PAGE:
Rock & Roll &
Excuses, Excuses: The 2014 Dean's List
Accompanying this patch of prose you will find the tardiest Dean's List since the mid-'90s, when the overseers decreed that we check in closer to goddamn January. It's also the shortest since that time, accompanied by the wee thing you're reading, the shortest commentary ever. My apologies.
One excuse would appear to cover all these anomalies: the exigencies of a freelance critic's career. For almost a year, September to September, nobody was paying me to publish the graded capsule reviews on which the Dean's List is based, and while I wrote a few just to ease my mind, boy did my productivity skyrocket when Cuepoint/Medium came up with a venue and a regular check--getting paid, an oldie but a goodie. Plus I landed a full-time gig at NYU's Clive Davis Institute of Recorded Music. Plus I was plenty busy finalizing the book I just published February 24th, an event requiring major auxiliary finalization. I wouldn't have time to concoct one of those year-end wrap-ups if I knew what I wanted to say. Which I don't.
That's because I'm not certain the excuse actually does cover the anomalies. Sure, it's has to be at least partly true that I only found 63 A records in 2014 because I couldn't devote as much time to ferreting them out. But it's also possible that the apocalypse is finally upon us: that the revenues lost due to digital distribution have at long last rendered recording so unprofitable that there's simply less good music out there, especially in the multi-song format I've made my specialty. Could be. Many say so. But then, many have said so for years now. Getting a bead on all the variables, not to mention assessing them, would be the work of time I don't have.
So the usual provisos prevail. As the world's oldest rock critic, I generate judgments typical of no one else even though I remain among the world's thoroughest rock critics. My top 63 shared a mere nine items with the top 40 of the bellwether Pazz & Jop Critics' Poll, with another three missing the cut at a hedged B plus and another few pending. I am apparently insensible to the charms of P&J rock fave The War on Drugs, P&J "r&b" fave fka Twigs, and P&J Grammy winner Beck. I believe nobody had time to comprehend D'Angelo's P&J-winning Black Messiah. I'm convinced P&J runner-up Run the Jewels is too hooked on rage to be as progressive as it intends.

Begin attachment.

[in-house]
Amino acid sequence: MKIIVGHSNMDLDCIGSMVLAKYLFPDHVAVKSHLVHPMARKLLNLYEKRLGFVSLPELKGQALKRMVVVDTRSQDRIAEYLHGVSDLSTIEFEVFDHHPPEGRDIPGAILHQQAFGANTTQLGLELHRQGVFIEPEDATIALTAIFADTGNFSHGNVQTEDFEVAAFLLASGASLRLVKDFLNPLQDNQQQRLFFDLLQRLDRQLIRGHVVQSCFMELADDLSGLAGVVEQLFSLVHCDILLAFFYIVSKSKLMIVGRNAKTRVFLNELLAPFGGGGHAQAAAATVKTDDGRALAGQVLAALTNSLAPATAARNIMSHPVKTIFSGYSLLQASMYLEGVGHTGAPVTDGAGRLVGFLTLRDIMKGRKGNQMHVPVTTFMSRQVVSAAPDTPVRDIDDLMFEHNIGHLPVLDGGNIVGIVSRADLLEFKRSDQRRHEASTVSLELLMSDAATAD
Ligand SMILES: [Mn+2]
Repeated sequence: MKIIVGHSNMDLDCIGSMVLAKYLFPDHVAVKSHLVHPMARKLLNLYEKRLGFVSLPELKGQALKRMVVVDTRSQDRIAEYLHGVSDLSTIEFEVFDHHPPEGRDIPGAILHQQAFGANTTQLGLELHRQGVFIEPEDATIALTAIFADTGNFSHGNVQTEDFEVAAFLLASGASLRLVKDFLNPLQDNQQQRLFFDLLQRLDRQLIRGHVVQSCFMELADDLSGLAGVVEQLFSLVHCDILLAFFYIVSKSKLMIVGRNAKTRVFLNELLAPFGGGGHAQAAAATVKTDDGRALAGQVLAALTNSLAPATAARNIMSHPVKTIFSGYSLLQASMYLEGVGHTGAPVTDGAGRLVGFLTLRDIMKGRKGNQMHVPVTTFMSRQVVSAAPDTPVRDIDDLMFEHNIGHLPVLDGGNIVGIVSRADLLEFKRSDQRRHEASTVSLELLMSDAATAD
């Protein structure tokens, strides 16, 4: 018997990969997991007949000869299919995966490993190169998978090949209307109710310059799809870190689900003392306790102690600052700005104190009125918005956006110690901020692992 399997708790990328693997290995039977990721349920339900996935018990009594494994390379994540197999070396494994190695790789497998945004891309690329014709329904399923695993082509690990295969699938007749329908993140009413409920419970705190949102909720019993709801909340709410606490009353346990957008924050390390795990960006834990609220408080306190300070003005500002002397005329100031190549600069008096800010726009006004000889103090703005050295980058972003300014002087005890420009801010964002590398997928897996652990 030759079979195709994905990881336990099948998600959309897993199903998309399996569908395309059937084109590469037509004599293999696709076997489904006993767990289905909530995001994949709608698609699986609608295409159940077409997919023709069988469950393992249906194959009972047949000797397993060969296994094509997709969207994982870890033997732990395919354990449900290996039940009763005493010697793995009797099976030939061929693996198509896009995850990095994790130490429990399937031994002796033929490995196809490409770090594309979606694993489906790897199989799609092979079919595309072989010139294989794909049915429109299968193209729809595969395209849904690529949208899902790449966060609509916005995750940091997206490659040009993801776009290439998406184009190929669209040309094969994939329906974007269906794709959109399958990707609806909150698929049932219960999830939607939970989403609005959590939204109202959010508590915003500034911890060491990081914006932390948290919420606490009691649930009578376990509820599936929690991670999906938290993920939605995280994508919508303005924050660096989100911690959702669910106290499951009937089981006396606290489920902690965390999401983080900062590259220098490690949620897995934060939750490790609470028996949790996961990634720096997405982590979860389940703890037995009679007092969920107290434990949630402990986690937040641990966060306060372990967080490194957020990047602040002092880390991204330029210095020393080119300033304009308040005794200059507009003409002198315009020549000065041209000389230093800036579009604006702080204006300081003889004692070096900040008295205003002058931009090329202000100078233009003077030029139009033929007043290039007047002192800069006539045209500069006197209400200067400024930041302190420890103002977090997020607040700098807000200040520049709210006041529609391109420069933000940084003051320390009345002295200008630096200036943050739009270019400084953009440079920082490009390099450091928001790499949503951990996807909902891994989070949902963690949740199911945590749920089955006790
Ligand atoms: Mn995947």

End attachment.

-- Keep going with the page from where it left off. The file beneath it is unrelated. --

Still, give me credit for my experience and ponder a few statistics. Generationally, the artists on my well-pondered list break down eleven aged 20-29, seventeen aged 30-39, thirteen aged 40-49, and twelve aged 50-and-over, with my number-one, first-time P&J finisher Wussy, led by a male-female pair two decades apart and other such splits also in effect. This is a encouraging range, especially given that the younger ones cluster closer to the top, where one assumes the most "vital" records would be found--hear, for example, the good-hearted sex play of Jason Derulo at number 6. Similarly, 22 of my picks feature women and five more divvy up male-female, which I have reason to hope is not just one of the gender blips that used to bedevil Pazz & Jop. I count 17 African Americans and--a low figure for me--four Africans.
I grant that these are only my eccentrically eclectic and some would say p.c. tastes--grant as well that some would say curmudgeonly too. But in every instance I like the spread. Maybe the field is thinning out, or maybe the downtick is a blip. But nothing I see or hear here tempts me to do anything but keep listening as faithfully as I can. See you next year. Maybe even in January.